Yesterday, as a gust of clean Seoul air swam its way through the dusty cocktail Saturday left behind, I meandered through the back streets of my neighbourhood to go to the local fruit and veg market. To set the scene, let me just say that the back streets near my house would be the perfect place to film an (on-foot) small scale burglary chase or, I don’t know, shoot a catalogue for an elderly women’s fashion movement. It just has that kind of edgy but practical kind of feel to it. Anyway. So, off I trot to the market feeling all empowered and not at all anxious about being the only western person within a 200km radius. I wander up to the bright fruit stall opposite the equally bright fruit stall I usually go to because I thought it would be nice to shake things up a bit. I point to what looks like a basket of juicy mandarins and say (in my best Korean) ‘please give me these mandarins’. The vendor did not correct my attempt to order what was in fact not a basket of mandarins. As she piled the unfamiliar looking mandarins into a black plastic bag, I knew that I had made a terrible mistake. Much to my not at all surprise, I did not protest the above average ($10) price tag for so few “mandarins” (for that matter, I would never protest anything in a second language unless encouraged by alcohol). Instead, I held my head high, faking the aura a person who just purchased exactly what they wanted might possess. I strolled on home, back through the narrow grandma/gangster back streets, past the old men smoking in their pyjama pants outside their homes and into the safety of my home that does not speak to me in Korean. The way I feel when attempting to do anything in a foreign language by myself is crippling and liberating, making any situation where speaking is required quite awkward. My brain wants to shout out random phrases I’ve memorised like ‘happy new year’ or ‘thank you for the food’, but my body just wants to pretend I’m travelling on business and therefore far too important to learn the local language. The result of these conflicting feelings is me just kind of making weird grunting noises with robot arms while I somehow simultaneously nod and shake my head when given any opportunity to speak another language. It’s very sexy.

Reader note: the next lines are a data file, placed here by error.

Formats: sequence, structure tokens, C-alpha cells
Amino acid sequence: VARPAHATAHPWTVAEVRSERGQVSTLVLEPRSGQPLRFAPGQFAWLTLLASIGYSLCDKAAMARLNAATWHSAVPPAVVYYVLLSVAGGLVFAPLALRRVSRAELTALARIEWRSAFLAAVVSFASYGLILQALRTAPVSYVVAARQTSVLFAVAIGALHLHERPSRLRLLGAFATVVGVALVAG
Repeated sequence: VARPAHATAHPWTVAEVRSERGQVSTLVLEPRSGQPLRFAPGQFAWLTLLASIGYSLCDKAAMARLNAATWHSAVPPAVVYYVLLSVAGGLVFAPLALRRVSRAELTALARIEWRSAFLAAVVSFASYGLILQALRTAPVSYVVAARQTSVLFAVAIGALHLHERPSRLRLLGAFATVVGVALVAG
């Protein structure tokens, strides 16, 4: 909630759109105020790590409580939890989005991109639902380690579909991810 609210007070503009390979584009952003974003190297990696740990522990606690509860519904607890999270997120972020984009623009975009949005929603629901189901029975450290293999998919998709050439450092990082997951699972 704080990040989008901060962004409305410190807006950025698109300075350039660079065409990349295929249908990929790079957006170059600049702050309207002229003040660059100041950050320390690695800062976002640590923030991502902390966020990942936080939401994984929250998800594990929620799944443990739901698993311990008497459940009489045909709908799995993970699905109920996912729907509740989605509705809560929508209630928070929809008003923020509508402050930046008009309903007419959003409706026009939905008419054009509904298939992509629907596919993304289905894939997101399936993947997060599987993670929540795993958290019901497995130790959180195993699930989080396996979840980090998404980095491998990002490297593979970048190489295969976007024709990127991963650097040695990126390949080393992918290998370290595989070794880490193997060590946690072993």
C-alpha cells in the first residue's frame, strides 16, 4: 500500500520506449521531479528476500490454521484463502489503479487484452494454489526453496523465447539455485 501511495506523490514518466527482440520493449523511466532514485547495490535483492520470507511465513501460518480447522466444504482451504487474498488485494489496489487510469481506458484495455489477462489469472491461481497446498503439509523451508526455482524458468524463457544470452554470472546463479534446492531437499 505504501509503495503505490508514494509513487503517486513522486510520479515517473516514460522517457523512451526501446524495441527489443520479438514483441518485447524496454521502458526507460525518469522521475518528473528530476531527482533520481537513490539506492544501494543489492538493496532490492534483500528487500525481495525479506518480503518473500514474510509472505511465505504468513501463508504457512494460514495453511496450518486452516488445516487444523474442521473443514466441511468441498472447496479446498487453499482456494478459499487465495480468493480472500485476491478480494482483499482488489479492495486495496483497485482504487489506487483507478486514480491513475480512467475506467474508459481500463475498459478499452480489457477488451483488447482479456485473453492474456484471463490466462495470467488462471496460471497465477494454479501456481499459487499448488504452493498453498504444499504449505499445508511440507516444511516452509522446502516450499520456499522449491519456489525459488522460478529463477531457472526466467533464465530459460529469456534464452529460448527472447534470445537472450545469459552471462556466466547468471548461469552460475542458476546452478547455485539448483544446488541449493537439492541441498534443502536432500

After one month of living in Seoul, I’m hoping that from here it will get easier. I hope to come home with the right fruit next weekend feeling accomplished and slightly less like an alien. To be fair to myself, the fruits did all look the same, hence this illustration that I decided to draw and share with you all. I hope you enjoyed this anecdote. If you didn’t enjoy it, that’s okay too. It wasn’t meant to change your life or challenge your understanding of fruit and the earth. Have a great day and don’t forget to ‘eat your fruits and juice your vegetables’ according to that annoying guy in the movie ‘Her’. Does anybody know what I’m talking about? I guess I lost you long before that reference and needn’t worry. Annyeong!

Illustration and words by Johanna Quinn. All rights reserved. Image must not be distributed or used without artist’s consent. 2019.

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How To: Solo in Seoul

If you’re reading this and are planning a solo trip to Seoul (a Seoulo trip) within the next 14 years, then come and have a sit and let’s look at your potential sightseeing opportunities. This post is more of a nice summary of my visit to Seoul and less of a helpful how-to guide. However, I do really want to help the three people that read my blog in the hopes that it will change their lives forever.